New Workshops for FDIC 2008
Here is a look at some of the new workshops being offered at FDIC for the first time in 2008. Classes fill up fast!
Aerial operators can maximize the use of these very expensive yet underutilized and misunderstood pieces of apparatus. This greater understanding of aerial devices and their uses will enhance fireground operations and increase scene safety. Topics include the characteristics and operating features of rear mounts, tractor-drawn aerials, platforms, and quints. Emphasis is on truck company placement for various types of occupancies, rescue and life safety strategies, tactical work of quints, and strategy and tactics for operating and positioning aerial ladders and tower ladders.
It is not uncommon to hear that structure fires are hotter today than they were 20 years ago. Is that true? How do furnishings and ventilation affect the fire and the temperature inside the structure? What is contained in the combustion products of today's materials? This workshop will examine video and data from a wide range of fire experiments to examine the thermal and toxic gas conditions present in structure fires to answer those questions. The experiments include bench top fire tests, single room and contents fires, and fire experiments involving entire buildings. Case studies will be used to help put the significance of the test results in fireground context for the fire service.
This workshop begins by focusing on an overview of building construction and fire behavior considerations, firefighting strategies specific to noncombustible multiple dwellings, and engine and truck company tactics in these buildings. The second portion of the program will include a critique of some fatal fires and will end with interactive scenarios. Attendees should have a working knowledge of and ability in standard structural firefighting practices. The class is ideal for students who work in departments that don't have SOPs for fires in these types of buildings. Students will be able to take lessons learned and help educate their respective department in the inherent dangers that exist in these types of buildings.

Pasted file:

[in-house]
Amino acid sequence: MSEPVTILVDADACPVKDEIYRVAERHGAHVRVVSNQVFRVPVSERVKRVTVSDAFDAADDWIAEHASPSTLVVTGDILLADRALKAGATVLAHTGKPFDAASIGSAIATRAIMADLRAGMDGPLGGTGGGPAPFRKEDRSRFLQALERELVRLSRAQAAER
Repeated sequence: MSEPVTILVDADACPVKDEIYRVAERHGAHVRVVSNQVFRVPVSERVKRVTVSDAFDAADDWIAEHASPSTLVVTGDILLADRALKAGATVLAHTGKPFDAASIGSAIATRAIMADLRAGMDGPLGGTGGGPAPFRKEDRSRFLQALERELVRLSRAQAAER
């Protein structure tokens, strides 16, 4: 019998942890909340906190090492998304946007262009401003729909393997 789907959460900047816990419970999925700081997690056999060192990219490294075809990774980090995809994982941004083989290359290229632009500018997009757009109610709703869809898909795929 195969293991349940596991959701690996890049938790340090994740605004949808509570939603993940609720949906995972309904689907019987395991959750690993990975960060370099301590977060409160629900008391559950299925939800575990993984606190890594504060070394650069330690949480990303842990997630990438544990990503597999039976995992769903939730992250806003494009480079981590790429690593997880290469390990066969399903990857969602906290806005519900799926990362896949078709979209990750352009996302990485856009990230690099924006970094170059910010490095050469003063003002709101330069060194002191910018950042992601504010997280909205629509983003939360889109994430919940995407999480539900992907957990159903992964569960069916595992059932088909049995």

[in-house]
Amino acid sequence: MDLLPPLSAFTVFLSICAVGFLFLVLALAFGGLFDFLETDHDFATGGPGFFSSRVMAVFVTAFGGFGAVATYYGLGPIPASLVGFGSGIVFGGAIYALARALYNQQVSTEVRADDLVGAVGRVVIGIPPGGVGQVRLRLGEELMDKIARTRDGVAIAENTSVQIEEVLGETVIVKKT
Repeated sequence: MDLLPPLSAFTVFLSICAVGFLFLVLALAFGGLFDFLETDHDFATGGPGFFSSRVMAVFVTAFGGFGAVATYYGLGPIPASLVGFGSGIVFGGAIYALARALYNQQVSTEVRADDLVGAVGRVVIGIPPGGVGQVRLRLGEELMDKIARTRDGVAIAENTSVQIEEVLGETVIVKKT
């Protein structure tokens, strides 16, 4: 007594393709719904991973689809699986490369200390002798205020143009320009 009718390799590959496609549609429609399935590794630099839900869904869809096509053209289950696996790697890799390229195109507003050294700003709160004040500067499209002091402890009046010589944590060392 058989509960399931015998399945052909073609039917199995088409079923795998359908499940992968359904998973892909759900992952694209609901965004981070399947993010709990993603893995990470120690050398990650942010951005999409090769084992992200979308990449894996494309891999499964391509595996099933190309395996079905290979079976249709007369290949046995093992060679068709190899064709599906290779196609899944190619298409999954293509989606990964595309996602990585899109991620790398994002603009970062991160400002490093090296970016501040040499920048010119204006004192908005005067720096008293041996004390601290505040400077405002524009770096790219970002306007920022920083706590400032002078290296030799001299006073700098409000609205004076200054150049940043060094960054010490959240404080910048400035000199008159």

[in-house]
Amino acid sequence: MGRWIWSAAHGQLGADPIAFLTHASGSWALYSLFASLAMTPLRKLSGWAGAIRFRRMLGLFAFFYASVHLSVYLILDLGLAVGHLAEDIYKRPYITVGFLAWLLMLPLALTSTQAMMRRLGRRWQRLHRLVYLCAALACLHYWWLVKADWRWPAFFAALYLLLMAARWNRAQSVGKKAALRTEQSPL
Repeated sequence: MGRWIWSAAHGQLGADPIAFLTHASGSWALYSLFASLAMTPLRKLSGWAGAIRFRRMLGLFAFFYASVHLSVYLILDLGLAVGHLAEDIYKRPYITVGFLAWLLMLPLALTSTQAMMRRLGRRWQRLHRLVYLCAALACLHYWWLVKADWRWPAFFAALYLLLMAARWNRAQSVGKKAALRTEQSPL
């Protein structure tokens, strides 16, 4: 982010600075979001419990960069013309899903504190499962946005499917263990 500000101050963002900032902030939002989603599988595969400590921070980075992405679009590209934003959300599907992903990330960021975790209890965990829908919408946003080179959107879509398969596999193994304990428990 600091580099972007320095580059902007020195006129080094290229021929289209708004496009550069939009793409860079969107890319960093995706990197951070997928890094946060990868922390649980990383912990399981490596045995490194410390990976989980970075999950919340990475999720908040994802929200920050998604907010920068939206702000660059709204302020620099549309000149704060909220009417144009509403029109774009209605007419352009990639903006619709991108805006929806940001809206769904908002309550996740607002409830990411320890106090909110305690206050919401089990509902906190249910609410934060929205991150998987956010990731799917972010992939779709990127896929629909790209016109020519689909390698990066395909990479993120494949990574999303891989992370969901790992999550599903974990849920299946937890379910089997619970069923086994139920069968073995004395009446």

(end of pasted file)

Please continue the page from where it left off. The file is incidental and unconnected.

Many small career, combination, and volunteer fire departments struggle to provide comprehensive and challenging training for their members. Usually, these departments do not have a dedicated training bureau or division and the officer/instructor assigned the training responsibility continually searches for resources and programs. This program will provide training officers with the tools and resources they need to establish a training program for their organization. Through a series of exercises, attendees will learn a step-by-step approach to identifying training needs, course/program design, and implementation of a comprehensive fire department training program.